FAA telecom program draws more fire

Editor's note: This story was updated at 12:30 p.m. Jan. 20, 2006, to reflect that MCI is now Verizon Business.

The Federal Aviation Administration’s attempt to overhaul the systems that allow air traffic controllers to communicate with pilots has made nearly no progress in the past six months, according to officials from FAA employee union Professional Airways Systems Specialists (PASS).

This week, PASS National President Tom Brantley said FAA reported that as of June 30, 2005, 3.4 percent, or 622, of the system’s original telecommunications circuits are now functioning on the new system. Six months later, the program had added an additional 1 percent, bringing the total to 815 operational circuits.

The FAA Telecommunications Infrastructure (FTI) was supposed to reduce operating costs by consolidating multiple telecom networks into one system operated by Harris. The FAA awarded Harris a contract for the potentially multibillion-dollar, 15-year project in July 2002. But as costs escalate and deadlines slip, allegations of poor management, repeated contractor visits to fix failures and false performance measurements have hampered the effort.

Some FAA employees and aviation experts familiar with the project say the problems could create safety risks. FAA officials say they are confident in the integrity of the FTI network.

Before FTI, MCI supplied some telecom services through the Leased Interfacility National Airspace System Communications System (LINCS).

The agency is still paying MCI, now Verizon Business, as much as $604 million to use the old system while paying Harris to build and implement the new one.

FAA officials said earlier this week that statistics on service migration depend on FAA field employees reporting when that has occurred. The FAA’s records show that the agency has completed 1,401 service cutovers as of Dec. 31, 2005.

The FAA plans to complete the FTI transition by December 2007. But MCI’s contract ends March 2007. Agency officials may extend the MCI contract for one additional year, which the original contract allows.

“The program needs to ramp up to a level of being able to cutover approximately 1,000 services per month to achieve the planned transition end date,” FAA spokeswoman Tammy Jones said.

Meanwhile, the president of a major air traffic controller association has assailed the safety of the program in his blog.

National Air Traffic Controllers Association President John Carr wrote that the FAA recently honored MCI for its work to restore network services in the aftermath of Hurricane Katrina. The FAA recognized MCI for sustaining air traffic control communications under LINCS and the FAA Telecommunications Satellite System (FAATSAT), despite the devastation to parts of the Gulf Coast.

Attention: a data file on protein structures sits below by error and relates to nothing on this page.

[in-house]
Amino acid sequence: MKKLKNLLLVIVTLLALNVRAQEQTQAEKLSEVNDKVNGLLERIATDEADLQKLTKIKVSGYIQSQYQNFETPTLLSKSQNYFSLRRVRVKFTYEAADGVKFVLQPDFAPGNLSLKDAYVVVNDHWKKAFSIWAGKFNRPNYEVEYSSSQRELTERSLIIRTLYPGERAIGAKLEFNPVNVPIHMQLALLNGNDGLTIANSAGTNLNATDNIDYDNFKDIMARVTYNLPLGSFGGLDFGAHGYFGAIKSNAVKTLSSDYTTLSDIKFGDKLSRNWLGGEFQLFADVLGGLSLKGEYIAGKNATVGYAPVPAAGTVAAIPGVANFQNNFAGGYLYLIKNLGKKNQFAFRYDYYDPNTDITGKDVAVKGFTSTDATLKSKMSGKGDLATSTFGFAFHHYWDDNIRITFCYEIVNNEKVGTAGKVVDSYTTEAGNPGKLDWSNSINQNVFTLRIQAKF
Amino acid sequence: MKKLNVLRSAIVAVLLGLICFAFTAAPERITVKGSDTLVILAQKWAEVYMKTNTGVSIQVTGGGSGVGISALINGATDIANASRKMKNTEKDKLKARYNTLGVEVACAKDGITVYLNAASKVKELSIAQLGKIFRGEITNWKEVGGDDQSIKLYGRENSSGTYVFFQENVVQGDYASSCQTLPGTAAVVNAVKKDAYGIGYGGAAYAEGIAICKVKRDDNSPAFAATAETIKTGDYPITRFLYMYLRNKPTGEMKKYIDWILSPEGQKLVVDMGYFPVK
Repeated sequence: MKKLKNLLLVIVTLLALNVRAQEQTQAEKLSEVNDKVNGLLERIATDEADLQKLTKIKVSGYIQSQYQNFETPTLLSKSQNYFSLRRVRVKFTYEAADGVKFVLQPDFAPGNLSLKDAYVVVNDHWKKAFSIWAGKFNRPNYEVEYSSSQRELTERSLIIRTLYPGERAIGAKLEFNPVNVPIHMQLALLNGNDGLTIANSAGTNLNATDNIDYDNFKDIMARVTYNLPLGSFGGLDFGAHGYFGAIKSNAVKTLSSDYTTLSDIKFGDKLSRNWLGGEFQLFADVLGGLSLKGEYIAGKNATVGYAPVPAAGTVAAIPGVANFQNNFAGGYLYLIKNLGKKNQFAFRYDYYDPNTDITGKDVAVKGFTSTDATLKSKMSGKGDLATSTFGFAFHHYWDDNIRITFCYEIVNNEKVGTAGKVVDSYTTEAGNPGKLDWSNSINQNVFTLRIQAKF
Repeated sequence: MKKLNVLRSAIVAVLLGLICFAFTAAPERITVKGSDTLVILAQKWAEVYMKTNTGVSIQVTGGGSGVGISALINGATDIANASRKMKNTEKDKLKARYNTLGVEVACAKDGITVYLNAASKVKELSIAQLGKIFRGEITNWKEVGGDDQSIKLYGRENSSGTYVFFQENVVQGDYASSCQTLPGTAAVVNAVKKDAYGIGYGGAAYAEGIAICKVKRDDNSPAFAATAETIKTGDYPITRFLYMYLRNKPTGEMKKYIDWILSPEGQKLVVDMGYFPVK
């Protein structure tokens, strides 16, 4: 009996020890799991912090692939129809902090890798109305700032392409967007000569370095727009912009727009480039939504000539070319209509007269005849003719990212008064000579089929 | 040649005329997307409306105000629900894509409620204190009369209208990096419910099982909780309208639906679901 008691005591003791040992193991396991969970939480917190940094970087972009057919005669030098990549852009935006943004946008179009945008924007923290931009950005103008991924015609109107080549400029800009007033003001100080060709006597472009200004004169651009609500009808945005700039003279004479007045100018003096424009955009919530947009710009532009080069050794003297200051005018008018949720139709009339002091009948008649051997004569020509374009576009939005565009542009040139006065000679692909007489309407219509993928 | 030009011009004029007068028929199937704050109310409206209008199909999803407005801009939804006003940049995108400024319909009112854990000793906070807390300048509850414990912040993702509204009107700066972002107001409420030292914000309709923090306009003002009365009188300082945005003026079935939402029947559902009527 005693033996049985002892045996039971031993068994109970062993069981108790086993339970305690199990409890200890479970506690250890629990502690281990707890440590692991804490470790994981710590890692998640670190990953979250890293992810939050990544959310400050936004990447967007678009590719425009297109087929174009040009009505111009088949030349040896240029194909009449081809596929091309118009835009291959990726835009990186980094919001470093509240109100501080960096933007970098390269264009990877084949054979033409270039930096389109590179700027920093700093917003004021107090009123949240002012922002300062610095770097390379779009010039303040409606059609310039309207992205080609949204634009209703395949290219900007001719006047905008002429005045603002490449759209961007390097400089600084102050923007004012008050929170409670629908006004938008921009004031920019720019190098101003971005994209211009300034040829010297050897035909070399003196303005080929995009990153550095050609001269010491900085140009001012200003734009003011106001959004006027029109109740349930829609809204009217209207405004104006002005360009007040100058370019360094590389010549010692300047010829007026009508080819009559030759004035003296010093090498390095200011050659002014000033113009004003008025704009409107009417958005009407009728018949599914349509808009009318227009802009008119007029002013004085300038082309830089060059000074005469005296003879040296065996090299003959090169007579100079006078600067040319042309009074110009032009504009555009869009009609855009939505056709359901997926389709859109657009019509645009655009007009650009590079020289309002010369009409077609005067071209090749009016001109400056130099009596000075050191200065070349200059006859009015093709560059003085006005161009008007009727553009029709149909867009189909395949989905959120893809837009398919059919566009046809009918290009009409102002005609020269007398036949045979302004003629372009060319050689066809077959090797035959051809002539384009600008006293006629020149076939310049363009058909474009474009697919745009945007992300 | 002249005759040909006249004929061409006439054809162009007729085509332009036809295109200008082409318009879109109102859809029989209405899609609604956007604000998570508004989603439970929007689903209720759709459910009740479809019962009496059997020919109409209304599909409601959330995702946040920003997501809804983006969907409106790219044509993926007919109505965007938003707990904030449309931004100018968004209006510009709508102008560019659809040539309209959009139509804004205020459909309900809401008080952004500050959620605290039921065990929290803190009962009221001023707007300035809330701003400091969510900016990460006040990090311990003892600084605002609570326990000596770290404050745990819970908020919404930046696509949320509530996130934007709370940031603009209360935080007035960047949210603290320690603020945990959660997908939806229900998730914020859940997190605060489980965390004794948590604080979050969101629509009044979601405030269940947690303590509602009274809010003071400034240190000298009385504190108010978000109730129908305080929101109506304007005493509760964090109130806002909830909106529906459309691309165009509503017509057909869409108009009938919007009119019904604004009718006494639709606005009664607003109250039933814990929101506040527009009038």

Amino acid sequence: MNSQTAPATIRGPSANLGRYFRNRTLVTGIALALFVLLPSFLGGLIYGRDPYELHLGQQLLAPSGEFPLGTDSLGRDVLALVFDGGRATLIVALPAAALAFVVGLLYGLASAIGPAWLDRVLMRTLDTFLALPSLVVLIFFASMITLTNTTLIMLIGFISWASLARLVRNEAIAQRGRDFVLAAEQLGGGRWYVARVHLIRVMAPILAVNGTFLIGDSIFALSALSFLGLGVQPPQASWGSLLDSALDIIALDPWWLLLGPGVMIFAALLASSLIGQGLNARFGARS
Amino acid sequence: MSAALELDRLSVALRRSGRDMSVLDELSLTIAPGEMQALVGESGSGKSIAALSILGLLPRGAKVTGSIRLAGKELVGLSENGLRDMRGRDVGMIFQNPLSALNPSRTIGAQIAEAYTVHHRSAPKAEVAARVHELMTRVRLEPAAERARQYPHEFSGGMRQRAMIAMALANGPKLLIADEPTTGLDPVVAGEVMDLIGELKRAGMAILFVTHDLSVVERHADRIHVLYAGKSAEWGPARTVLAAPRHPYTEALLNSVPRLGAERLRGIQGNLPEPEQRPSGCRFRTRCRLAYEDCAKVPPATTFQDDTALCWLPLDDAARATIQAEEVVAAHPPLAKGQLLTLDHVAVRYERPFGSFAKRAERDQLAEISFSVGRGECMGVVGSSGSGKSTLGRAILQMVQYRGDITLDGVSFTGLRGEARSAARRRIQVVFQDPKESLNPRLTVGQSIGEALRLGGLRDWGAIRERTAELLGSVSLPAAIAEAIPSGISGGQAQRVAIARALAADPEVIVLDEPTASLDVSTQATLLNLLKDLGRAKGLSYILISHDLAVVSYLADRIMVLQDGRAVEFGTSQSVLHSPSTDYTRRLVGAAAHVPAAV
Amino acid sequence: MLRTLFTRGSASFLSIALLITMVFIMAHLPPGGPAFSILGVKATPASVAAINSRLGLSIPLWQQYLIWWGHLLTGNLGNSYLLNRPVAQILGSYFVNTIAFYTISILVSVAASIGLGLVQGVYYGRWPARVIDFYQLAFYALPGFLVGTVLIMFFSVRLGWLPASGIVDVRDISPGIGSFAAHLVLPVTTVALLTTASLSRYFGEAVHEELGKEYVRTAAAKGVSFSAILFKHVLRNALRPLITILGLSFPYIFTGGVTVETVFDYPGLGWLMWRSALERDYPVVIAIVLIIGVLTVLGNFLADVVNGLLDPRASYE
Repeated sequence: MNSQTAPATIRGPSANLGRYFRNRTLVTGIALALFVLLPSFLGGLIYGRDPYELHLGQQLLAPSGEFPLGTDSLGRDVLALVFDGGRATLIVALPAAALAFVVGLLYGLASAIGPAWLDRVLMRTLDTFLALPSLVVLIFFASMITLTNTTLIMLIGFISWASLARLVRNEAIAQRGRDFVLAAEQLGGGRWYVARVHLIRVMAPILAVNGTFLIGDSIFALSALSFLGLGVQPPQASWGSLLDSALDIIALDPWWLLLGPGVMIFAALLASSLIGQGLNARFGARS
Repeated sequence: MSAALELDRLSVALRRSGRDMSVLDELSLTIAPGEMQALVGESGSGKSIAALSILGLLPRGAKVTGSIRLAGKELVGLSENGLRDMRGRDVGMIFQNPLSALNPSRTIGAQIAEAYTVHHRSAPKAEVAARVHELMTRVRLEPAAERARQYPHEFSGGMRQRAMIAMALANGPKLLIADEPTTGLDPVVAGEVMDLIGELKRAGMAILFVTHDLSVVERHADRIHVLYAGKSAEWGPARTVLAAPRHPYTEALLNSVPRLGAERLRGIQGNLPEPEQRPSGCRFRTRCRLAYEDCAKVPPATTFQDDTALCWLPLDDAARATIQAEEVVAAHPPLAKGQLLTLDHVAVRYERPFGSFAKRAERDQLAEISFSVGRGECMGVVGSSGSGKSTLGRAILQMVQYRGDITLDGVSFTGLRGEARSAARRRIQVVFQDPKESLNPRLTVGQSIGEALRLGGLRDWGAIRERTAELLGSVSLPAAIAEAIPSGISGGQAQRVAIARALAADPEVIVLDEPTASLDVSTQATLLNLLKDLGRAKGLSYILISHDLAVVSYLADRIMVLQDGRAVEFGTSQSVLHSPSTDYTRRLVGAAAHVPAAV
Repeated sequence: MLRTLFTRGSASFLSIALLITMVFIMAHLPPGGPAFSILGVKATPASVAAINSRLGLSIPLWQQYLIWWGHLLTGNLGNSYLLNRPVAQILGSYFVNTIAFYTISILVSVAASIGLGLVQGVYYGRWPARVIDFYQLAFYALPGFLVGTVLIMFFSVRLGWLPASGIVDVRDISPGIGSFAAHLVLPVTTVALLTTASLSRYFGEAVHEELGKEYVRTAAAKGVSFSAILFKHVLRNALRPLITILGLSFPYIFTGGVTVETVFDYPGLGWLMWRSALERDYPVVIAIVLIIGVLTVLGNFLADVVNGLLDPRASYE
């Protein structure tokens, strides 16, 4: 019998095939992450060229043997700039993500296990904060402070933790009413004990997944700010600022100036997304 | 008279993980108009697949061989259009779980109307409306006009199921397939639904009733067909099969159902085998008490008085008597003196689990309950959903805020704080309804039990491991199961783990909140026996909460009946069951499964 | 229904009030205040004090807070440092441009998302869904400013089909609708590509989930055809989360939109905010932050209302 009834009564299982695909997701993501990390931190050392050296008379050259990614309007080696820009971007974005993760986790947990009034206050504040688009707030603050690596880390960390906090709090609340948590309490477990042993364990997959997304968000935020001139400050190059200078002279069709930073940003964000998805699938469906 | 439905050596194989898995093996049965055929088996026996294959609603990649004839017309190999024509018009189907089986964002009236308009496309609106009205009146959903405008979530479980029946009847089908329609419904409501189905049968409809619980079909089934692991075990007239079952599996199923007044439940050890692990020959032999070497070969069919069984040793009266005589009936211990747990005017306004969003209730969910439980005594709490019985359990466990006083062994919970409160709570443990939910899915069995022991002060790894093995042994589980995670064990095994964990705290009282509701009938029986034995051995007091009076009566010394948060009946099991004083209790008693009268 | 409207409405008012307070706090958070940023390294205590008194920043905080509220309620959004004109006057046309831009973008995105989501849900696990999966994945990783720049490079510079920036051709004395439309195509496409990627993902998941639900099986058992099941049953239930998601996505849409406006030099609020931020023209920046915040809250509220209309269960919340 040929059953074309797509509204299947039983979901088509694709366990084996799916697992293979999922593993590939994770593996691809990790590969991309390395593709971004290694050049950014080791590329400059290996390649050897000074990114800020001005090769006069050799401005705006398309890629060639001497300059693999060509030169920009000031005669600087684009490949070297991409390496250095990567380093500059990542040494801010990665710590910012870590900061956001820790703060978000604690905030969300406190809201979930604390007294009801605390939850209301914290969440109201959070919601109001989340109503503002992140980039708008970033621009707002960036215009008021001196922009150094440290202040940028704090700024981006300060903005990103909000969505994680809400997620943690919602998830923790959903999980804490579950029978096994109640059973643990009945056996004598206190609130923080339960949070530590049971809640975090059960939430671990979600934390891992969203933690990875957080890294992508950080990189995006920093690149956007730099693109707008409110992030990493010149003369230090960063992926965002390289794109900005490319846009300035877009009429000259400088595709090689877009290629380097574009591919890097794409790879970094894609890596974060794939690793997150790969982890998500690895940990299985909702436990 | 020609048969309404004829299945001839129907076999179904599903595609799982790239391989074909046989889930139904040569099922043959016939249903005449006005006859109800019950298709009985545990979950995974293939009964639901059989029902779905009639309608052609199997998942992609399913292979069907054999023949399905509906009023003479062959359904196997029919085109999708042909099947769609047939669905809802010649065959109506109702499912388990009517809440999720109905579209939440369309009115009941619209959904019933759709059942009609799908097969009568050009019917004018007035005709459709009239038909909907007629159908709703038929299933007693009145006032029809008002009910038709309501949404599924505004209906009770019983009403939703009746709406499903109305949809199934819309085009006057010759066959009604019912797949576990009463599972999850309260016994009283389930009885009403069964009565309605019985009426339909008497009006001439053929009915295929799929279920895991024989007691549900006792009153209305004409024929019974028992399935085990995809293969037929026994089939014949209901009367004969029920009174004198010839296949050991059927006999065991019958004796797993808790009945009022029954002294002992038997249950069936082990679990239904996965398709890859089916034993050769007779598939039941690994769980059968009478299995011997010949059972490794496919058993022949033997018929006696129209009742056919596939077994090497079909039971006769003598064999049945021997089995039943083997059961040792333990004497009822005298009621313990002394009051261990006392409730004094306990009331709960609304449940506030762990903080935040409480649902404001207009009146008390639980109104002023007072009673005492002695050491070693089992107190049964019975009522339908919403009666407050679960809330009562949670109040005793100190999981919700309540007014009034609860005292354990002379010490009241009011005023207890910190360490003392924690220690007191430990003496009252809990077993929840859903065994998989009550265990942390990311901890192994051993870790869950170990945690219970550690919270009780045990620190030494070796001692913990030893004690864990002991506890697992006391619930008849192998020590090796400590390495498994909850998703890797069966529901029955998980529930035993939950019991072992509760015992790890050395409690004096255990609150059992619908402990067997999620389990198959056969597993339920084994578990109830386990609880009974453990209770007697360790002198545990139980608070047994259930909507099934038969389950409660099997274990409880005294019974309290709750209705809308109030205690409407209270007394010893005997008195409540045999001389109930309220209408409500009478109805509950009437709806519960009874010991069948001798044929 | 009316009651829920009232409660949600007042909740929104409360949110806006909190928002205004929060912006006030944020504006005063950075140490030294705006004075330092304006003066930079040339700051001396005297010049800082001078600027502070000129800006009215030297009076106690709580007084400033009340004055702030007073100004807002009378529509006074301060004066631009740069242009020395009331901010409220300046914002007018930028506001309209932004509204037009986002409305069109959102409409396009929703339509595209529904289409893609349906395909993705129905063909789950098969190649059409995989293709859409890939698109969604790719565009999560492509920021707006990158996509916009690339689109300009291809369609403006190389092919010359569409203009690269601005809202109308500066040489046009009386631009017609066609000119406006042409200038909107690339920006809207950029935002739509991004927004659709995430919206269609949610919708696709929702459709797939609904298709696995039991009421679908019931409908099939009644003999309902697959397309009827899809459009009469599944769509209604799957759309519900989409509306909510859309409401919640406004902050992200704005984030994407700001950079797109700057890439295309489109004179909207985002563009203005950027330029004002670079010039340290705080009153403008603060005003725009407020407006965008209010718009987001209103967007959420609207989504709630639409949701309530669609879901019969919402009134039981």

Now, the agency is discarding LINCS and FAATSAT to install FTI.

In response, Carr posted an entry on his blog, “The Main Bang,” last weekend, with the headline, “FAA Motto: If It Ain't Broke, Break It.”

“You can imagine my shock and awe at discovering that the FAA is terminating FAATSAT,” Carr wrote. “That's right, the first communications site will be decommissioned shortly and this will continue until all sites are decommissioned by June 2006. This will leave the nation’s air traffic control system in a pathetically vulnerable position. The replacement technology, the FTI, will not have the redundancy necessary to replace FAATSAT. This has already been demonstrated.”

Last fall, a radar outage at O’Hare International Airport in Chicago was the result of a backup failure that happened during the changeover. The loss of radar operations occurred when Harris subcontractors attempted to transition phone circuits carrying radar data to FTI circuits. No backup was available because the FAA had dispensed of that requirement to speed FTI site acceptance, PASS officials said at the time.

The outage began at O’Hare’s Terminal Radar Control Facility on a Sunday and lasted until Monday, causing flight delays of as long as 40 minutes.

MCI spokeswoman Stefanie Scott said repeatedly that FTI's problems are not related to MCI service. "We stand by our service record," she said. "MCI has continued to exceed the highest service levels to the FAA for the past 13 years."

Auditors at the Transportation Department's Office of Inspector General are investigating the program. In a preliminary briefing, OIG officials said the FAA should develop a detailed plan and timetable for moving services to the new network, and it should consider terminating the project if the contractor cannot meet the goals.

The snapshot of the OIG's work at that point states that FTI program managers have not validated the costs and benefits and are measuring success based on equipment setup, known as "site acceptance," rather than service activation, or "service acceptance." The FAA has no way to hold Harris accountable for its performance under the contract terms, according to the OIG.

OIG officials stressed that the draft work presented in September might not all become part of the final findings and recommendations.

Carr said FAA weathered the last hurricane season, in part, because of the old telecom system’s backup capability.

“Rather than suffering an embarrassing FEMA-like black eye, the FAA, through the hard work of all its employees and the technology provided by companies like MCI, received praise and accolades for restoring air service in the region in a rapid manner,” Carr wrote in his blog. “Now it looks like we're going to rely on luck and the vagaries of Mother Nature to keep us operating in the event of a catastrophic weather event. FAA, you're doing a heck of a job!”


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